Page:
She reached into the pocket of her apron and pulled out a hand full of little half and half creamers and dropped them in a mound on the counter. “Are you Leona?” asked Amos Handy looking at the two little raisin eyes.
“That’s me,” she said.
“A truck driver named Travis said to say that he sent me. He said you fixed some extra good biscuits.”
“Travis Sellers?” she asked.
“I don’t know his last name. He drives a log truck.”
“That him,” she smiled. “Do you know what you want?”
“Well Ma’am, I tell you the truth I’m awful hungry. I believe I’ll have me a plate of gravy biscuits.”
“Do you want any eggs or grits or anything with that?”
“No, just biscuits and gravy,” he said. The woman nodded and headed back to the kitchen. He watched her as she walked away. She had on jeans, tight jeans and you could see the little dimples of fat on the back of her thighs through the denim. He opened the creamers and stirred his coffee. Then he raised his mug, blew a couple times and took a sip. It was hot, but it was good. An old Pepsi-Cola clock on the wall next to a big mounted fish said that it was a quarter to five. Amos Handy didn’t have a watch. He’d sold it to a guy he met in jail one night in Montgomery for seven dollars. It was all the man had, but the watch wasn’t worth any more than that. He remembered that he’d bought him a pack of Winstons and a can of beanie weenies with the money. After just a little while they were gone and Amos Handy wished that he had his watch back, but really when you get right down to it, he didn’t need to know what time it was. It didn’t matter that much. Time and watches were for people with things to do, places to go and people to meet.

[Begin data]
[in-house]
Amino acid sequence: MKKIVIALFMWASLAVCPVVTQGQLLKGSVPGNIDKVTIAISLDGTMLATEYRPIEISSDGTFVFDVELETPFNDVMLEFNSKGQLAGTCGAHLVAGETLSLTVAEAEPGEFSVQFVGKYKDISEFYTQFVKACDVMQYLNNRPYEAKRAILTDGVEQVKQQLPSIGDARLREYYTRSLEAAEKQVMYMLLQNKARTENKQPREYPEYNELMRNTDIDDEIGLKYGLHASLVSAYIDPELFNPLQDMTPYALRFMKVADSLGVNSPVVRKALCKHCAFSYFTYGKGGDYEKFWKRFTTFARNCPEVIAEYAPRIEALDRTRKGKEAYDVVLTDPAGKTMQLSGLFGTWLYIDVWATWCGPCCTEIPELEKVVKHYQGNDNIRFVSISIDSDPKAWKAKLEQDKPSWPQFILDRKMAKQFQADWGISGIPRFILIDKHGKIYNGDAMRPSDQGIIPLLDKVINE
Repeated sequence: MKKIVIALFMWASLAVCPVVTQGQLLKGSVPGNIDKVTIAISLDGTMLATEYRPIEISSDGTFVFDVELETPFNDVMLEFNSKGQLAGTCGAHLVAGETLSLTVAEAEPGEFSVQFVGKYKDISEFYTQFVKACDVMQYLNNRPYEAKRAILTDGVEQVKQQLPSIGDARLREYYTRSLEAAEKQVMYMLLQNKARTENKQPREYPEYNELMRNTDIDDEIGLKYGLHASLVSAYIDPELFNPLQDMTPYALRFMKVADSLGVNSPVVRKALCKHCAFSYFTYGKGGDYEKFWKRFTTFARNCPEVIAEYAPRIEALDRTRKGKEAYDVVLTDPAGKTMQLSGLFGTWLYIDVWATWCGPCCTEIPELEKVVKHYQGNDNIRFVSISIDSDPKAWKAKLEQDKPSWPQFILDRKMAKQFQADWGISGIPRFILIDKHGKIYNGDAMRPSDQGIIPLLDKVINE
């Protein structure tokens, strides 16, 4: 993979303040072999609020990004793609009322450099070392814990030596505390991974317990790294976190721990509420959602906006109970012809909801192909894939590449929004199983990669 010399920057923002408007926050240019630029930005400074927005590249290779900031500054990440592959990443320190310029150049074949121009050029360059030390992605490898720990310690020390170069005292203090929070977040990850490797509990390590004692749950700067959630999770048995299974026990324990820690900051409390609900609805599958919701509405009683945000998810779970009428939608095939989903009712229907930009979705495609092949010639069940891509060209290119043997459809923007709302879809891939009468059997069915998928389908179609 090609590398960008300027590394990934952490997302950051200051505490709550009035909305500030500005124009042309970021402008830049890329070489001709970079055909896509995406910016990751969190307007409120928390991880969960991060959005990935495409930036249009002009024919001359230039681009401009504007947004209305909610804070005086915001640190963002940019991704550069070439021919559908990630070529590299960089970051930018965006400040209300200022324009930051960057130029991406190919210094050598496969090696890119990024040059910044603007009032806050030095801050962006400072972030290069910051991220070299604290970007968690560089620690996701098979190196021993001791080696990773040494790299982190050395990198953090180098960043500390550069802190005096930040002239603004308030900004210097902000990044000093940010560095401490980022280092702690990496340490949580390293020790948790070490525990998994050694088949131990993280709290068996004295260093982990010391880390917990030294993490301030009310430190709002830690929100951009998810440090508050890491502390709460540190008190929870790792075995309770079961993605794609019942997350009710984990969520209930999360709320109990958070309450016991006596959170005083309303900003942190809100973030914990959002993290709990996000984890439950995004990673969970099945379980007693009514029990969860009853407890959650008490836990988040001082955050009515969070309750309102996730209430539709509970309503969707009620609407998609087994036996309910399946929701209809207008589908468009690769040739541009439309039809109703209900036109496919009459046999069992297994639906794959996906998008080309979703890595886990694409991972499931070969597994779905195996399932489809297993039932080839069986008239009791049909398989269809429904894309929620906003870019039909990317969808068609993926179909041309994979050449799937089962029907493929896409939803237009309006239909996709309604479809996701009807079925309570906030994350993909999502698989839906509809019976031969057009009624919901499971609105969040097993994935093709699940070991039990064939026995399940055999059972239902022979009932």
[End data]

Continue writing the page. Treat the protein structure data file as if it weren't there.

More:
He thought about that girl Tammy, the one in Montgomery that had let him stay with her and then kicked him out. “Get your shit and get the fuck out of my house this minute!” he could hear her shout. The sound of it ringing in his head pushed out the Charlie Pride song. Tammy was a raunchy, messed up chick anyway. She was on something, nervous and twitching all the time and skinny as a rail. He though about it a lot after he left and he figured it was probably the best thing that could have happened after all. Still, he couldn’t understand why she’d turned on him all of a sudden like that. She’d even said that she loved him.
“Here you go, Baby,” said the little fat, raisin eyed woman as she sat the plate of biscuits and gravy down in front of him.
“Lord!” he said. “That’s the prettiest, biggest plate of biscuits I’ve ever seen!”